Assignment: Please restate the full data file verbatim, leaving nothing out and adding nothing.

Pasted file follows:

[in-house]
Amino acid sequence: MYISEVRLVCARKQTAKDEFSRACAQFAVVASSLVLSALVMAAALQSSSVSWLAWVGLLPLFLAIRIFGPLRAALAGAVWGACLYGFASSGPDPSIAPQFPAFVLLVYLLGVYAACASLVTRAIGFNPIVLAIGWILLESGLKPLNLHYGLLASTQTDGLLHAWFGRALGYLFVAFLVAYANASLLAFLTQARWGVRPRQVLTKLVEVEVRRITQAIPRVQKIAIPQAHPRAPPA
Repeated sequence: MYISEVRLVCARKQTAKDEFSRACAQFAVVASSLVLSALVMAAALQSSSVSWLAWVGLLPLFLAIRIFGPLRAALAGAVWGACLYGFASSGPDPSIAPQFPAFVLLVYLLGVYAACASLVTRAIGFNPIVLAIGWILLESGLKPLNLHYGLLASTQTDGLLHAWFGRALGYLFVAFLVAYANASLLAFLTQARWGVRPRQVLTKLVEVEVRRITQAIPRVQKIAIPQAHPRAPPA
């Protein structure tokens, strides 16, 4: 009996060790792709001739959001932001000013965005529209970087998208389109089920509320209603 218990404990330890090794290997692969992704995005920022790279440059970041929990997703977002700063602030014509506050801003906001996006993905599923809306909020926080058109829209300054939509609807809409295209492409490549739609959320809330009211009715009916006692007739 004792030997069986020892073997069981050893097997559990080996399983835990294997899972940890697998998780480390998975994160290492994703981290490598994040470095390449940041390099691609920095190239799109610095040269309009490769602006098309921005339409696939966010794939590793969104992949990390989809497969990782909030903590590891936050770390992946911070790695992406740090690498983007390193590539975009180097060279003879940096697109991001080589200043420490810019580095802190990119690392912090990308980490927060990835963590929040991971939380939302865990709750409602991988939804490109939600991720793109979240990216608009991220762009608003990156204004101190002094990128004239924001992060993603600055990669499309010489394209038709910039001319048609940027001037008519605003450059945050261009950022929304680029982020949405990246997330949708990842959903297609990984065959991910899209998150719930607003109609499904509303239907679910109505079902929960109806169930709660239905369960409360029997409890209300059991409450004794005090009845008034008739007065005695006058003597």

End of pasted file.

[in-house]
Amino acid sequence: MYISEVRLVCARKQTAKDEFSRACAQFAVVASSLVLSALVMAAALQSSSVSWLAWVGLLPLFLAIRIFGPLRAALAGAVWGACLYGFASSGPDPSIAPQFPAFVLLVYLLGVYAACASLVTRAIGFNPIVLAIGWILLESGLKPLNLHYGLLASTQTDGLLHAWFGRALGYLFVAFLVAYANASLLAFLTQARWGVRPRQVLTKLVEVEVRRITQAIPRVQKIAIPQAHPRAPPA
Repeated sequence: MYISEVRLVCARKQTAKDEFSRACAQFAVVASSLVLSALVMAAALQSSSVSWLAWVGLLPLFLAIRIFGPLRAALAGAVWGACLYGFASSGPDPSIAPQFPAFVLLVYLLGVYAACASLVTRAIGFNPIVLAIGWILLESGLKPLNLHYGLLASTQTDGLLHAWFGRALGYLFVAFLVAYANASLLAFLTQARWGVRPRQVLTKLVEVEVRRITQAIPRVQKIAIPQAHPRAPPA
């Protein structure tokens, strides 16, 4: 009996060790792709001739959001932001000013965005529209970087998208389109089920509320209603 218990404990330890090794290997692969992704995005920022790279440059970041929990997703977002700063602030014509506050801003906001996006993905599923809306909020926080058109829209300054939509609807809409295209492409490549739609959320809330009211009715009916006692007739 004792030997069986020892073997069981050893097997559990080996399983835990294997899972940890697998998780480390998975994160290492994703981290490598994040470095390449940041390099691609920095190239799109610095040269309009490769602006098309921005339409696939966010794939590793969104992949990390989809497969990782909030903590590891936050770390992946911070790695992406740090690498983007390193590539975009180097060279003879940096697109991001080589200043420490810019580095802190990119690392912090990308980490927060990835963590929040991971939380939302865990709750409602991988939804490109939600991720793109979240990216608009991220762009608003990156204004101190002094990128004239924001992060993603600055990669499309010489394209038709910039001319048609940027001037008519605003450059945050261009950022929304680029982020949405990246997330949708990842959903297609990984065959991910899209998150719930607003109609499904509303239907679910109505079902929960109806169930709660239905369960409360029997409890209300059991409450004794005090009845008034008739007065005695006058003597």